WH Smith has said it could axe up to 1,500 jobs after the pandemic pushed down the number of customers going into its stores.

Carl Cowling, the chief executive, said: “Covid-19 continues to have a significant impact on the WH Smith Group.

“In our travel business, while we are beginning to see early signs of recovery in some of our markets, the speed of recovery continues to be slow."

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The executive added: "At the same time, while there has been some progress in our high street business, it does continue to be adversely affected by low levels of footfall.

"As a result, we now need to take further action to reduce costs across our businesses.”

A factory in West Lothian is expanding as part of a deal to secure 60 million doses of a coronavirus vaccine candidate developed by the French firm Valneva.

The UK Government and the drugs firm are investing in the Livingston plant, with 75 new jobs expected to be created.

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The Government had struck a deal for early access to Valneva's "promising" vaccine candidate.

If clinical trials are successful, the site could provide up to 100 million doses of the vaccine across the UK and internationally.

Business Secretary Alok Sharma will visit the factory on Wednesday to hear about plans to scale-up production.

Valneva's vaccine, which is called VLA2001, is one of four potential vaccines which the UK Government has secured rights for.

Mr Sharma said: "I'm incredibly grateful to our highly-skilled scientists and technicians in Livingston who are supporting the global effort to research, develop and manufacture a safe and effective coronavirus vaccine.

"The multimillion-pound upfront investment we have agreed with Valneva today means that their vaccine can be manufactured in quantity right here in Scotland.

"If clinical trials are successful, millions of people in priority groups across the UK will be protected by their life-saving vaccine."

Speaking on the BBC's Good Morning Scotland radio programme ahead of his visit, Mr Sharma said the French company hoped to secure regulatory approval for its vaccine in the second half of next year.

Mr Sharma said: "We're looking at a whole range of ways we can support and bring forward a successful vaccine, in addition to that we're also investing in manufacturing in the UK and supporting the international effort."

Scottish Secretary Alister Jack said: "We are doing everything possible to keep people in all parts of the UK safe as we tackle the coronavirus pandemic.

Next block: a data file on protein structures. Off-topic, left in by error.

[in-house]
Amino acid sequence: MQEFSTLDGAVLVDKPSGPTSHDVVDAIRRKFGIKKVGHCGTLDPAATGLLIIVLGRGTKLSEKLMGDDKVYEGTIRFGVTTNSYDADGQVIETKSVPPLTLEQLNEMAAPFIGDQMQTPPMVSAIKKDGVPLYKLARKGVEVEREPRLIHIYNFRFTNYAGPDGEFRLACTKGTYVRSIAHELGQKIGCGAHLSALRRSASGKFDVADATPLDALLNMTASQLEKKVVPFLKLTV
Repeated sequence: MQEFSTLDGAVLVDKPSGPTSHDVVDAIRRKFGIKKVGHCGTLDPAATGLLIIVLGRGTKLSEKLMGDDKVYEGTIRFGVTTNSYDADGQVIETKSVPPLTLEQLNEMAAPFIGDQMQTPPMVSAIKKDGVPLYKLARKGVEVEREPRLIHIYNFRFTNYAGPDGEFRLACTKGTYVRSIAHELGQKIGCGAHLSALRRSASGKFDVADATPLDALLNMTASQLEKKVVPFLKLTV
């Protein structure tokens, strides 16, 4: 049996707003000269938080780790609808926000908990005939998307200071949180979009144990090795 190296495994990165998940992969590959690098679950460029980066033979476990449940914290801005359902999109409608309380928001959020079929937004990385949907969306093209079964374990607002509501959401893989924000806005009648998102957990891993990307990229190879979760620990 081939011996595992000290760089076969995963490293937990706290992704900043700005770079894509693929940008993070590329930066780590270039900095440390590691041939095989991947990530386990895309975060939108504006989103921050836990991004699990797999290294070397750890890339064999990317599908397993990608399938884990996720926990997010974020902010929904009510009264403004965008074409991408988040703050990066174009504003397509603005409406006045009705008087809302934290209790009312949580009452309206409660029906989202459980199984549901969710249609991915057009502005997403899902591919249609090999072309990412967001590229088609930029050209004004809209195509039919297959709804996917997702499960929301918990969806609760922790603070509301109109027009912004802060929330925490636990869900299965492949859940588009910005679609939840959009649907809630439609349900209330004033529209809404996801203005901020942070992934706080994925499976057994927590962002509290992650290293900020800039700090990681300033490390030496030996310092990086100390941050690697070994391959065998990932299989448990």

"The UK Government is purchasing millions of doses of coronavirus vaccine for distribution across all parts of the UK.

"A safe and effective vaccine is vital to the long-term protection against the virus we need.

"I'm particularly pleased that Scotland's world-class research sector is playing such an important role in developing a much-needed vaccine."

Valneva said the final supply agreement would be concluded in the coming weeks.

Chief financial officer David Lawrence said: "We are delighted to receive initial funding from UK Government to support the expansion of our Covid-19 vaccine manufacturing facilities.

"We are thrilled that the Secretary of State has made the time to travel to Livingston and to visit our site, it's a real sign of the Government's commitment."

Betting giant William Hill is closing 119 stores, but will protect almost all of the jobs, as it said it does not think customers will come back in the same numbers as before the pandemic.

Only about 12 people are likely to lose their jobs of the approximately 200 to 250 employees who work there, Ulrik Bengtsson said in a call with reporters.

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The company has identified all of the 119 stores that are slated for closure, the chief executive said.

It leaves William Hill with around 1,440 betting shops across the UK.

William Hill said that its betting shops had seen encouraging progress last month as they opened again last week after months of lockdown.

"The business has traded well since mainstream sport resumed and our UK shops have re-opened and we are encouraged by the early indications," the firm said in a statement to shareholders on Wednesday morning.

Meanwhile its online arm has kept up its strong momentum, and made "good progress" in the UK in July after a "robust" first half of the year, it said.

The company swung to a pre-tax profit of £141 million in the first half of the year, a swing from a loss of £63 million. Revenue was £554 million, down by a third.

However, when stripping out some factors, the company's adjusted pre-tax loss £4.2 million from a £50.8 million profit the year before.

William Hill's online operations had "produced a solid outcome with limited sports content".

Sport has now returned to the US, despite there being signs of a second wave of coronavirus hitting the country, Mr Bengtsson said.

In a statement to shareholders, he added: "I am delighted with William Hill's performance in these extraordinary times.

"Our team has been remarkable, supporting each other and our customers throughout the pandemic, and I would like to thank them for their continuing efforts.

"The furlough scheme provided welcome and timely support, and meant we could protect the jobs of our 7,000 UK retail colleagues.

"Therefore, given the strength of our recovery post-lockdown, we have decided to repay the furlough funds."

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